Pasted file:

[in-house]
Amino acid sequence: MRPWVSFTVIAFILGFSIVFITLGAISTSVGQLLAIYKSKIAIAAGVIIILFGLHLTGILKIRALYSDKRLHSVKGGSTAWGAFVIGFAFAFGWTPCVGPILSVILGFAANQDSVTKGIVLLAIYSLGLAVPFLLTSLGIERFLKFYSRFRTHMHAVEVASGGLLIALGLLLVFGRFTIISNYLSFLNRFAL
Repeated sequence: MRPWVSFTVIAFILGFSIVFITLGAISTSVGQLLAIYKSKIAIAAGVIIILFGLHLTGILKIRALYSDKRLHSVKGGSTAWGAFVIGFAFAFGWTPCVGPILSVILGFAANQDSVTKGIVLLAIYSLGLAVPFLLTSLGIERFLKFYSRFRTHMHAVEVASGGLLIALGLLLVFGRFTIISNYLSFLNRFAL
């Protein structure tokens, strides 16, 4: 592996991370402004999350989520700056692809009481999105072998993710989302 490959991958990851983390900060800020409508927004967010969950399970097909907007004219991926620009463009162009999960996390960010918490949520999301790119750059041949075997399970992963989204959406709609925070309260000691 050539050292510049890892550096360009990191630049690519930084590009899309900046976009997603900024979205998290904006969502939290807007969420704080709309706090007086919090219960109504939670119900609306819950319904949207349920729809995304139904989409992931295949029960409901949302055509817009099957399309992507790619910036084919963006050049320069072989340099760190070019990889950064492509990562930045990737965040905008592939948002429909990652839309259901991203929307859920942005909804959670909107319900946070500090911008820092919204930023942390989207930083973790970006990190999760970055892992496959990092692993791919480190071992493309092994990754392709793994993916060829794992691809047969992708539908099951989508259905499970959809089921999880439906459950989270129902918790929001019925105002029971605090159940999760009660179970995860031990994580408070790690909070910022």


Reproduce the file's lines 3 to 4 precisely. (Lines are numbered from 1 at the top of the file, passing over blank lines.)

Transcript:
Repeated sequence: MRPWVSFTVIAFILGFSIVFITLGAISTSVGQLLAIYKSKIAIAAGVIIILFGLHLTGILKIRALYSDKRLHSVKGGSTAWGAFVIGFAFAFGWTPCVGPILSVILGFAANQDSVTKGIVLLAIYSLGLAVPFLLTSLGIERFLKFYSRFRTHMHAVEVASGGLLIALGLLLVFGRFTIISNYLSFLNRFAL
């Protein structure tokens, strides 16, 4: 592996991370402004999350989520700056692809009481999105072998993710989302 490959991958990851983390900060800020409508927004967010969950399970097909907007004219991926620009463009162009999960996390960010918490949520999301790119750059041949075997399970992963989204959406709609925070309260000691 050539050292510049890892550096360009990191630049690519930084590009899309900046976009997603900024979205998290904006969502939290807007969420704080709309706090007086919090219960109504939670119900609306819950319904949207349920729809995304139904989409992931295949029960409901949302055509817009099957399309992507790619910036084919963006050049320069072989340099760190070019990889950064492509990562930045990737965040905008592939948002429909990652839309259901991203929307859920942005909804959670909107319900946070500090911008820092919204930023942390989207930083973790970006990190999760970055892992496959990092692993791919480190071992493309092994990754392709793994993916060829794992691809047969992708539908099951989508259905499970959809089921999880439906459950989270129902918790929001019925105002029971605090159940999760009660179970995860031990994580408070790690909070910022």